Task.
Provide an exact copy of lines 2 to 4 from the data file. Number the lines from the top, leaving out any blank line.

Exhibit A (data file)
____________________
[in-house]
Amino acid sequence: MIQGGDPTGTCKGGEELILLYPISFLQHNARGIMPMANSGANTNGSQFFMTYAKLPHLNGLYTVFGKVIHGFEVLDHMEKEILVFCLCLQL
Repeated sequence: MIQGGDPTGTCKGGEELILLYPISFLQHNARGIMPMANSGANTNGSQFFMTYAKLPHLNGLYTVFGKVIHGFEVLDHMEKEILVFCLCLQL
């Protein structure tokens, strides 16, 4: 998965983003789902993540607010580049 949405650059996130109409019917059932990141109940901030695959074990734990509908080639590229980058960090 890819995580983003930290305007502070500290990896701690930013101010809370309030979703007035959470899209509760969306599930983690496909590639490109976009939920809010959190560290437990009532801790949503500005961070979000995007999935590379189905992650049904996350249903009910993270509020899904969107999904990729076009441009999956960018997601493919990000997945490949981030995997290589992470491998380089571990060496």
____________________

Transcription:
Amino acid sequence: MIQGGDPTGTCKGGEELILLYPISFLQHNARGIMPMANSGANTNGSQFFMTYAKLPHLNGLYTVFGKVIHGFEVLDHMEKEILVFCLCLQL
Repeated sequence: MIQGGDPTGTCKGGEELILLYPISFLQHNARGIMPMANSGANTNGSQFFMTYAKLPHLNGLYTVFGKVIHGFEVLDHMEKEILVFCLCLQL
């Protein structure tokens, strides 16, 4: 998965983003789902993540607010580049 949405650059996130109409019917059932990141109940901030695959074990734990509908080639590229980058960090 890819995580983003930290305007502070500290990896701690930013101010809370309030979703007035959470899209509760969306599930983690496909590639490109976009939920809010959190560290437990009532801790949503500005961070979000995007999935590379189905992650049904996350249903009910993270509020899904969107999904990729076009441009999956960018997601493919990000997945490949981030995997290589992470491998380089571990060496």